Updated June 18, 2019 - 10:02 pm
Just two years after Nevada reinstated net metering, the state is breaking into the top rankings for solar installation in the U.S.
A recent report from Wood Mackenzie and the Solar Energy Industries Association found Nevada installed the third-highest amount of solar in the first quarter of 2019, behind only Florida and California.
“People are starting to understand solar is a truer, tested method of energy,” said Guy Snow, president of Solar NV, a local chapter of the American Solar Energy Society nonprofit solar advocacy group.
But the report also predicts Nevada’s growth will dwindle in about four years as the amount of net metering credit continues to decline, bringing down ratepayers’ financial incentive to install solar with it.
The report found Nevada installed 293 megawatts of solar in the first quarter of 2019 alone. Last year, the state installed 550 megawatts. The amount is derived from utility and residential and nonresidential rooftop installation.
The local solar industry’s standing today is vastly different than just three years ago.
At the end of 2015, the Nevada Public Utilities Commission voted in favor of a new tariff structure that reduced net metering rates — the rates NV Energy pays to buy back excess energy generated by those with rooftop solar.
After the decision, the state lost about 400 solar jobs, according to The Solar Foundation. It lost another 1,800 between 2016 and 2017. After then-Gov. Brian Sandoval signed a bill that restored the state’s net metering in 2017, the industry began to rebound.
“It’s good news for the state because local installations mean local jobs,” said Sean Gallagher, vice president of state affairs for the SEIA.
Andrea Vigil, chief operating officer of local solar installation company Allegiant Electric, has seen that local job growth within her own company.
She started the company in 2017 with her husband. Since then, the company has hired 11 employees to keep up with demand, Vigil said.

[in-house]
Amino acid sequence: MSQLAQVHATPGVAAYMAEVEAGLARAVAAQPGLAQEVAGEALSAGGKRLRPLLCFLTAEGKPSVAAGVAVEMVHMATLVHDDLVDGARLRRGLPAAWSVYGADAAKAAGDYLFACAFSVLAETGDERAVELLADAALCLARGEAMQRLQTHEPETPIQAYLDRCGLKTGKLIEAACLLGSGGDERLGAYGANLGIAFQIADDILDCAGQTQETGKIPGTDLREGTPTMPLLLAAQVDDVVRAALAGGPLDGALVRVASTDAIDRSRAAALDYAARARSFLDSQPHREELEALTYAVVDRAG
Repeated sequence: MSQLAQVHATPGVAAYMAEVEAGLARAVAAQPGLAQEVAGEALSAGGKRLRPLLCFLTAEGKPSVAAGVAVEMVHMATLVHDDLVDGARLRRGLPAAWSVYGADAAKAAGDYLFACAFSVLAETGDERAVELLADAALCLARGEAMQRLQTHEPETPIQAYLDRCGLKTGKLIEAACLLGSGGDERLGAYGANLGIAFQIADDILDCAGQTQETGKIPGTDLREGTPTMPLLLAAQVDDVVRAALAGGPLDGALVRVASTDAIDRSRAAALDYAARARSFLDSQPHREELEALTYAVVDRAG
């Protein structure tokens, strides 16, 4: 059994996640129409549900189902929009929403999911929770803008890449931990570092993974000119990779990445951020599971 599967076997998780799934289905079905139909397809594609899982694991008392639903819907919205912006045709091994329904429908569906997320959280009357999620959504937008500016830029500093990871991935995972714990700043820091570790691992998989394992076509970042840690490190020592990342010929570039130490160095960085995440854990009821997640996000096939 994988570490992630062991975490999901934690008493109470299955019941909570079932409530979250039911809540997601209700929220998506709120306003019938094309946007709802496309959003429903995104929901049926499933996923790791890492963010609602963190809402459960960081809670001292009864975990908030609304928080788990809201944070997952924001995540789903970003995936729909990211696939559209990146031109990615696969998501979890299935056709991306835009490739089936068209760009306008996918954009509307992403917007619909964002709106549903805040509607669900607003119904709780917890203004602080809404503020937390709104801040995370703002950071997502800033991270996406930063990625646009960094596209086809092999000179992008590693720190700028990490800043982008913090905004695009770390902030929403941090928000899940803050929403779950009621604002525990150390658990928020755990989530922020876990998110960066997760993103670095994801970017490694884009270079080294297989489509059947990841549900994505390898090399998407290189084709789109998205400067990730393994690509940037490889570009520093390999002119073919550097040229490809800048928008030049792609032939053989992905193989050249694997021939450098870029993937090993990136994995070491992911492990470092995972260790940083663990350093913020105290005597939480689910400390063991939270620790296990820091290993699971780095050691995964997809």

The business got another boost after last year’s general election, Vigil said, when voters passed Question 6. It was the first step in establishing a renewable portfolio standard that would require the state to acquire half its electricity from renewable resources by 2030.
“I think people are confident in the (solar) industry,” Vigil said. “You’re seeing a lot more customers calling and wanting to add additional panels.”
Vigil expects the growth to continue as more construction projects and developments pop up across the valley.
“It’s really an exciting time,” she said.
But the explosive growth might come to an end soon, the report cautioned.
Net metering tiers
NV Energy operates its net metering structure with a tiered system set to decrease solar reimbursements over time.
The compensation decline was designed to ensure non-solar customers are not harmed by the net metering system as more customers turn to solar using NV Energy’s grid. The decline in credit ensures solar customers contribute to the upkeep of the grid system, including transmission lines.
The tiered system was laid out in Assembly Bill 405, which the Legislature passed in 2017. The first tier was set for customers who agreed to net metering on or after June 15, 2017, and was in effect until the amount of electricity produced by customers in this tier hit 80 megawatts. This tier credited customers for the excess energy produced at 95 percent of the retail electricity.
The next tier — which NV Energy is accepting applications for — dropped to 88 percent. The final two tiers will credit at 81 percent and then 75 percent as production hits each 80-megawatt benchmark.
“As the amount of solar increases, the compensation goes down,” Gallagher said.
The report expects Nevada’s residential solar installation growth rate to be stable before slowing down after 2022.
“Folks that are installing solar in later (tier) blocks are going to be receiving less money,” Wood Mackenzie Solar Analyst Austin Perea said. “The value proposition is going to become less attractive.”
Perea said a step down of federal solar investment tax credits that year will also hit the industry’s growth. But Gallagher said that a slowdown doesn’t erase the strides Nevada’s solar industry has already made.
“It certainly doesn’t go away,” Gallagher said. “If we can bring the cost (of solar) down, we can improve that profile.”
This story has been updated to reflect the accurate name of the renewable portfolio standard ballot question.